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The main focus of the monastery is the sisters' interest in the "new cosmology," the belief that all creation - including people, plants, animals and soil - are connected.
"We are all connected. Whatever one person does affects the world, even our own personal conversions," Sister Mary Jo said.
Prayer is an important part of honoring that connection.
"We pray for the needs of the world...but our life of prayer here is much more than that. It should bring us into union with God. It should affect union and harmony in the world."
Prayer at the monastery includes not only several hours of formal daily contemplation, but the total life of the nuns, Sister Mary Jo said.
In order to sustain themselves financially, the nuns earn income redistributing altar bread to area churches. They also receive unsolicited donations and mail inspirational prayers four times a year that they have written themselves.
As part of a commitment they make to living simply, the nuns grow much of their own food and can and freeze some of their winter stores. With a little help from friends, they keep up their property themselves. Some of the sisters know plumbing, others handle the phones, doorbells and general maintenance.
They do all of their own cooking and bread baking. One of the sisters composes music. Others publish articles and hold classes in theology and spirituality for the newer members.
Sister Mary Jo said she thinks many people are spiritually thirsty today.
"The truth is, there are things more important than having a good job, a car, having your family be successful, or your reputation, or making A's in school. They hunger for the divine, for what is spiritual.
...Spirituality hangs all over this place, so they feel they can knock on the door and talk about it."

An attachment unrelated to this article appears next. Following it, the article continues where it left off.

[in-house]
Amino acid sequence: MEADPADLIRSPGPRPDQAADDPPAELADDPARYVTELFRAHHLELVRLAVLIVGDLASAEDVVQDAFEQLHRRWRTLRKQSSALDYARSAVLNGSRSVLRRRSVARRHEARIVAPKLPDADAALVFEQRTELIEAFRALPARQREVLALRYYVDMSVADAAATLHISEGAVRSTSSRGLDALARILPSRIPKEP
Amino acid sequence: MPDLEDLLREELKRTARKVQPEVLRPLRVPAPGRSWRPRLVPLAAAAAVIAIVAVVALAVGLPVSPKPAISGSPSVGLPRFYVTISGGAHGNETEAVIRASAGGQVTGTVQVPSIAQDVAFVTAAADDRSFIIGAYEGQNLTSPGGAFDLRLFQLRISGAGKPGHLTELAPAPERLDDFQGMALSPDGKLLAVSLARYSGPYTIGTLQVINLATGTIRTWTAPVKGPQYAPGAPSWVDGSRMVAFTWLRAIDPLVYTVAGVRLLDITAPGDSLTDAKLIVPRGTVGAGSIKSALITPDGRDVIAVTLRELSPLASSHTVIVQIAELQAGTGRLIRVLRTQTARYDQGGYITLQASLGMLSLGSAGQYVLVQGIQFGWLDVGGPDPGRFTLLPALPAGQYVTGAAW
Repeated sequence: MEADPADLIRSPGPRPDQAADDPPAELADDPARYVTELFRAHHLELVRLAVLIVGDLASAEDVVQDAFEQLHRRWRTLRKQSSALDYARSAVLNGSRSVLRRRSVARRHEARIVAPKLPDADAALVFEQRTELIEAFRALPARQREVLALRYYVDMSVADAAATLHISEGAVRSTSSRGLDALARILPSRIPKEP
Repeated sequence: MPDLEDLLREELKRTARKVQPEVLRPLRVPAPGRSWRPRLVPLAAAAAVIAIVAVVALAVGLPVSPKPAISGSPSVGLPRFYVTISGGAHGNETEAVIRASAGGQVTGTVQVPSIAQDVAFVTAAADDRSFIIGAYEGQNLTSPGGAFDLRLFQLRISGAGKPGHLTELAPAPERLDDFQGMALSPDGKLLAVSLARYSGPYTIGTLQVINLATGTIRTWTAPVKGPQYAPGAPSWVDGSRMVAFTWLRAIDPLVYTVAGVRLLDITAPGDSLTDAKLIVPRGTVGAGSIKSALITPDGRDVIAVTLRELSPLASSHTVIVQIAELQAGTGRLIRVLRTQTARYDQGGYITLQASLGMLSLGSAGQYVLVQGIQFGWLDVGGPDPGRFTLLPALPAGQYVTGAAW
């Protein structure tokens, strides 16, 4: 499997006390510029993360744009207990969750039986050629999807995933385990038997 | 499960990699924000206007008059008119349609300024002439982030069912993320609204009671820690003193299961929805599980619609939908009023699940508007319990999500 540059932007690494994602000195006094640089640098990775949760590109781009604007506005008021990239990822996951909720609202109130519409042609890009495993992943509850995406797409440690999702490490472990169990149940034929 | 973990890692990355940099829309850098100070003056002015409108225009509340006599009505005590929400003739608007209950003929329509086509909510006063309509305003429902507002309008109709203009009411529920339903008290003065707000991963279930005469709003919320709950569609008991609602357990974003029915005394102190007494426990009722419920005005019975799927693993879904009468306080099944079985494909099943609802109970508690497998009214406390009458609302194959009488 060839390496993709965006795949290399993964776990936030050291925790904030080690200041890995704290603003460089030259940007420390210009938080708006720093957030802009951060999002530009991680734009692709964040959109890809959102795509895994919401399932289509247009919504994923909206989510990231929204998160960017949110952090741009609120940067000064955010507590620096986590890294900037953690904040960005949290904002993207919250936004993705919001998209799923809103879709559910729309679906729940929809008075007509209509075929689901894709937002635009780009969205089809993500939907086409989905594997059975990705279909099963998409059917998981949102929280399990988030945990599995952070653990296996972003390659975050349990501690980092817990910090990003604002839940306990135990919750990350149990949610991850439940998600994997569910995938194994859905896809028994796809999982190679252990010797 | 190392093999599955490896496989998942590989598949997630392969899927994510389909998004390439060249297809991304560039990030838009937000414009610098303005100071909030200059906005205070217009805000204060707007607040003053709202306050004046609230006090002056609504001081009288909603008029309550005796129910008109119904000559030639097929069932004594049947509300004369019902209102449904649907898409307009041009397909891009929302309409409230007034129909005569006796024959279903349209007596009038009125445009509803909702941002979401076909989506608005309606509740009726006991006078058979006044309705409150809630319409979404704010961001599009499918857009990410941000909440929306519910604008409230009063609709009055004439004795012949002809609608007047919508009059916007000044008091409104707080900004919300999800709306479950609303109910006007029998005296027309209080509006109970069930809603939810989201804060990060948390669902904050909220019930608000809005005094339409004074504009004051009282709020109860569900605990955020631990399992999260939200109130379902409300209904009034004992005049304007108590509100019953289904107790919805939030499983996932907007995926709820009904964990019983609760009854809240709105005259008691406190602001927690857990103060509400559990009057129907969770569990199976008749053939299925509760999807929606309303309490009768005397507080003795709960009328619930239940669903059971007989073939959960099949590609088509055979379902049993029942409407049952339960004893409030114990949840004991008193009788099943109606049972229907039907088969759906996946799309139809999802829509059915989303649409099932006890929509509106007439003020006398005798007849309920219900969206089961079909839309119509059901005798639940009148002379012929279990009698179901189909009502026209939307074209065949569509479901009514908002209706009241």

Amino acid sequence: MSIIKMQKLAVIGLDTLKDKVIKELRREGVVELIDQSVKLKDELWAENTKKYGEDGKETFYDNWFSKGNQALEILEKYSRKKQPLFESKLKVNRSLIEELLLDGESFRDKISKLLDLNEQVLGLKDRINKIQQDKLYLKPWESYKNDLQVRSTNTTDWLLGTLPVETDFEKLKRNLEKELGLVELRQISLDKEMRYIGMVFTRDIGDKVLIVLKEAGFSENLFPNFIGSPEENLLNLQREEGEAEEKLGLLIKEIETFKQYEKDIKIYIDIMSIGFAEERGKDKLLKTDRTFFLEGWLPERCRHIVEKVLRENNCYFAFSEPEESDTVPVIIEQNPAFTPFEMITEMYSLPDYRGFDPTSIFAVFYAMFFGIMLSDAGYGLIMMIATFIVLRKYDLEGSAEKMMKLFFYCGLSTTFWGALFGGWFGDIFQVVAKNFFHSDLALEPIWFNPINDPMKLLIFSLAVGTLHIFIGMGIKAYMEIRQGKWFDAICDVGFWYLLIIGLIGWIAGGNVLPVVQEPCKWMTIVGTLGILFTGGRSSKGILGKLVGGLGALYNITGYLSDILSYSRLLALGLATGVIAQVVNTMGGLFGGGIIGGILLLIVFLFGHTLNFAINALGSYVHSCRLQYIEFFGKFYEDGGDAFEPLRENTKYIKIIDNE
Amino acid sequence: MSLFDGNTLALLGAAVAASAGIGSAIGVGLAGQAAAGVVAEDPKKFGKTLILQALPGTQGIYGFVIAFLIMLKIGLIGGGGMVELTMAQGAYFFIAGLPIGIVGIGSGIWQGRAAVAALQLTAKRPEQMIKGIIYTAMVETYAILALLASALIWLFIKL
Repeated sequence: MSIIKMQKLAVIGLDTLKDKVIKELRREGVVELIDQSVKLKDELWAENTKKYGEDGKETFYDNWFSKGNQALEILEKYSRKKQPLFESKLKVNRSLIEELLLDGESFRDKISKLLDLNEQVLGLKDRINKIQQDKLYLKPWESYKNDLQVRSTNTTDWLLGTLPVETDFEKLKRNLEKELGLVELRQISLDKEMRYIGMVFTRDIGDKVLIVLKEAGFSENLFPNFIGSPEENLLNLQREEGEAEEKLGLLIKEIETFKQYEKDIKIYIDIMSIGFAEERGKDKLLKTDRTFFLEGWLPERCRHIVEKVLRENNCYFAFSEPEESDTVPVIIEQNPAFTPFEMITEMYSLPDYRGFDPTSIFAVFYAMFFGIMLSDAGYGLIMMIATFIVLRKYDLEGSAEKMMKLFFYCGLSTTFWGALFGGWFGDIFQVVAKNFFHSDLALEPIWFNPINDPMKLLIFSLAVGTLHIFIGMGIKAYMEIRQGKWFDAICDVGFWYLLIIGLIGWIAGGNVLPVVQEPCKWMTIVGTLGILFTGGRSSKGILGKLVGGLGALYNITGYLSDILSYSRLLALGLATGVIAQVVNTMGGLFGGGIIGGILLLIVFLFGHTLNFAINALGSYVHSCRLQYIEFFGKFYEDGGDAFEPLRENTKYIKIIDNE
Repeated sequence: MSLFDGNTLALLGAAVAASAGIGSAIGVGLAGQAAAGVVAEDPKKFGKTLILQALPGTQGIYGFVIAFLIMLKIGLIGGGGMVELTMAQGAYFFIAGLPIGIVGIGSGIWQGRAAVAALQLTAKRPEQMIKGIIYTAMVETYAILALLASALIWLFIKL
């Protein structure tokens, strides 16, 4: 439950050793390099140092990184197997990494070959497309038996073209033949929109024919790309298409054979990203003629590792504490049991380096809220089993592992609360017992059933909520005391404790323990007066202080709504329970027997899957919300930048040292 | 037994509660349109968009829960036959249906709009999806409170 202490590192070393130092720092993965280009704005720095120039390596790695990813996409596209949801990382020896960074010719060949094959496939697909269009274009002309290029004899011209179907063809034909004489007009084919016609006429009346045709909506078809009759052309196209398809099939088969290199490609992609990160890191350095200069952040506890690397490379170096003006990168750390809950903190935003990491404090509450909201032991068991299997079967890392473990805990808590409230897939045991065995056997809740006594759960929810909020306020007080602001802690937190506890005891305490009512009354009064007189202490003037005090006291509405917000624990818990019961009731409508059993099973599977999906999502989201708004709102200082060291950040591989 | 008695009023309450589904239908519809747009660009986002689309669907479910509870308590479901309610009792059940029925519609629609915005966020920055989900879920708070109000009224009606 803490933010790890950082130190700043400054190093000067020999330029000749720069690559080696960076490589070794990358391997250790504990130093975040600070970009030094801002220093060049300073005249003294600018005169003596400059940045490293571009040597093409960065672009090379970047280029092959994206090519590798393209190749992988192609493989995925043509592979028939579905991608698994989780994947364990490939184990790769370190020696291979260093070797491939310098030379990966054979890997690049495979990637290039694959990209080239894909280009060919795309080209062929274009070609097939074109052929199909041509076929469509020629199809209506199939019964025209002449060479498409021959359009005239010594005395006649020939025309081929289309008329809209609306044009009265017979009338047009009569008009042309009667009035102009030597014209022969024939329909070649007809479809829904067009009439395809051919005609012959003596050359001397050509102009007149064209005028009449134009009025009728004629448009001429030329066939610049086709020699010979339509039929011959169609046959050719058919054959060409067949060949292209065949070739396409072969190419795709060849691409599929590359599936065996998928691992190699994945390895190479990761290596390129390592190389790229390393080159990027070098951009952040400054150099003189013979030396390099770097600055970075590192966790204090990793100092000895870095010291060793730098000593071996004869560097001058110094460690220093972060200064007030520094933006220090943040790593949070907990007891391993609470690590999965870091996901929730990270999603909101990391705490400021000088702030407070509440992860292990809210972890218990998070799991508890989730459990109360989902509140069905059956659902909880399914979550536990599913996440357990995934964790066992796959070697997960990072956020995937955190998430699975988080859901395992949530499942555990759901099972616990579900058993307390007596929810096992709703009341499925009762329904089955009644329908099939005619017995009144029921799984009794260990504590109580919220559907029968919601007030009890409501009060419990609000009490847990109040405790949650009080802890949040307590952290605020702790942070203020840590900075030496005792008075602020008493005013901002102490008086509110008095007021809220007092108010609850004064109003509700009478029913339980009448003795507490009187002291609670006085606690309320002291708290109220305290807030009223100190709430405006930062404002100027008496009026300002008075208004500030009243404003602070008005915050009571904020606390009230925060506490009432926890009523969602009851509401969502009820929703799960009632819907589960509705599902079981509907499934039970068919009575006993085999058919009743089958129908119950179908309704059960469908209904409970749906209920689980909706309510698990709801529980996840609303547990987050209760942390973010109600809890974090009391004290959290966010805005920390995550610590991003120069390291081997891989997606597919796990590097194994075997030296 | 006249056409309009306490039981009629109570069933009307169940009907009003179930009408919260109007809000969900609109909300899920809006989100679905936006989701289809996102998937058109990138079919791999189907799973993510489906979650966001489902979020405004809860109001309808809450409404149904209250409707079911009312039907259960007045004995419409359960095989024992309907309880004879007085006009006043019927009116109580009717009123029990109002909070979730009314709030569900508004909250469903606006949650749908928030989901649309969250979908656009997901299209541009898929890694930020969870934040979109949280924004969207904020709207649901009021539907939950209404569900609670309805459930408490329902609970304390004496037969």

That knock can make a difference in peoples' lives.
"When people see us, their minds and hearts turn toward deeper values," Sister Mary Jo said. "They are inspired to live out those deeper values."
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Monastery Offers associate program
- LAY PEOPLE CAN JOIN MONASTERY'S ASSOCIATE PROGRAM
The Carmelite sisters keep the old monastic tradition of offering spiritual direction to people living in the secular world.
Lay people from the Quad-Cities area and much farther away are drawn to the life and work of the monastery. They come for a quiet day of retreat or to meet with one of the sisters on a regular basis.
The monastery offers an associate program for those who wish to share in the monastic life while still living in the secular world.
After a discernment process, associates become affiliated with the order, meet regularly with his or her companion at the monastery or correspond by mail. They join the sisters in prayer whenever possible. The Carmelites have associates in places as far away as Alaska.
Barbara Grothe, a Bettendorf resident and mother of three, will be inducted as an associate this summer. She has been a spiritual companion with Sister Carol Strzynski for three years.
"I find it very nourishing," Grothe said. "It helps me focus and keeps me on my toes...We both share our hopes, our dreams, our troubles and our aspirations. I enjoy that connection. If I have a question, I can call her. If I have a difficult time, I can talk to her."
Grothe has helped organize a discussion group for other lay people that meets on Tuesdays during Lent at the monastery.
"All I have to do is mention it to people, and they're jumping at the chance," she said.